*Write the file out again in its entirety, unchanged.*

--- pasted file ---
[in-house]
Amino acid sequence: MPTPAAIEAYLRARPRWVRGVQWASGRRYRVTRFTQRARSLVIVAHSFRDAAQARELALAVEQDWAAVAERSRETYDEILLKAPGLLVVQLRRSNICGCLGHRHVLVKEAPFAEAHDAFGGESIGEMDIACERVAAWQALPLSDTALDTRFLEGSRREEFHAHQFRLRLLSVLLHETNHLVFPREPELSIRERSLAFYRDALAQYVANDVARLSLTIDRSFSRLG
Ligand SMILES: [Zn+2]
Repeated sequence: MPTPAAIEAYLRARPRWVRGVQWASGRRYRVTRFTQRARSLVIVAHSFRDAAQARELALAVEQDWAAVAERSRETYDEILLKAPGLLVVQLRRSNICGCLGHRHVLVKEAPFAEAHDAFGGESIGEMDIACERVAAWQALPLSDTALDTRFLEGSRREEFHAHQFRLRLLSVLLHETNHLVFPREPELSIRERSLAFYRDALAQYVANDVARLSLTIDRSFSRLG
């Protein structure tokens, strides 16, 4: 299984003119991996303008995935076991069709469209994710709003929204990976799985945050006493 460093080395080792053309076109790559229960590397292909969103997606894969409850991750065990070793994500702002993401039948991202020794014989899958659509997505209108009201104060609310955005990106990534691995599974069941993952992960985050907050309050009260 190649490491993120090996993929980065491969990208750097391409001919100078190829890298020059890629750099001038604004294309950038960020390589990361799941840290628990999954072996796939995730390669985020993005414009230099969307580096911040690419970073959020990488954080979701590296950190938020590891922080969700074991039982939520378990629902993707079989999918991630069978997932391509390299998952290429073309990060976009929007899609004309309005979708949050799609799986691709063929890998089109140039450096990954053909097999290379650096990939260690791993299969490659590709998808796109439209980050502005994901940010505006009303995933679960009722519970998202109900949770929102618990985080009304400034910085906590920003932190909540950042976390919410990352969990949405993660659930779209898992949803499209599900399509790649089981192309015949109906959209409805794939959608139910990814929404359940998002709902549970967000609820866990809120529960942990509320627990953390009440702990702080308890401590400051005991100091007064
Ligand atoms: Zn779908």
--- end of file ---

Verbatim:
[in-house]
Amino acid sequence: MPTPAAIEAYLRARPRWVRGVQWASGRRYRVTRFTQRARSLVIVAHSFRDAAQARELALAVEQDWAAVAERSRETYDEILLKAPGLLVVQLRRSNICGCLGHRHVLVKEAPFAEAHDAFGGESIGEMDIACERVAAWQALPLSDTALDTRFLEGSRREEFHAHQFRLRLLSVLLHETNHLVFPREPELSIRERSLAFYRDALAQYVANDVARLSLTIDRSFSRLG
Ligand SMILES: [Zn+2]
Repeated sequence: MPTPAAIEAYLRARPRWVRGVQWASGRRYRVTRFTQRARSLVIVAHSFRDAAQARELALAVEQDWAAVAERSRETYDEILLKAPGLLVVQLRRSNICGCLGHRHVLVKEAPFAEAHDAFGGESIGEMDIACERVAAWQALPLSDTALDTRFLEGSRREEFHAHQFRLRLLSVLLHETNHLVFPREPELSIRERSLAFYRDALAQYVANDVARLSLTIDRSFSRLG
């Protein structure tokens, strides 16, 4: 299984003119991996303008995935076991069709469209994710709003929204990976799985945050006493 460093080395080792053309076109790559229960590397292909969103997606894969409850991750065990070793994500702002993401039948991202020794014989899958659509997505209108009201104060609310955005990106990534691995599974069941993952992960985050907050309050009260 190649490491993120090996993929980065491969990208750097391409001919100078190829890298020059890629750099001038604004294309950038960020390589990361799941840290628990999954072996796939995730390669985020993005414009230099969307580096911040690419970073959020990488954080979701590296950190938020590891922080969700074991039982939520378990629902993707079989999918991630069978997932391509390299998952290429073309990060976009929007899609004309309005979708949050799609799986691709063929890998089109140039450096990954053909097999290379650096990939260690791993299969490659590709998808796109439209980050502005994901940010505006009303995933679960009722519970998202109900949770929102618990985080009304400034910085906590920003932190909540950042976390919410990352969990949405993660659930779209898992949803499209599900399509790649089981192309015949109906959209409805794939959608139910990814929404359940998002709902549970967000609820866990809120529960942990509320627990953390009440702990702080308890401590400051005991100091007064
Ligand atoms: Zn779908």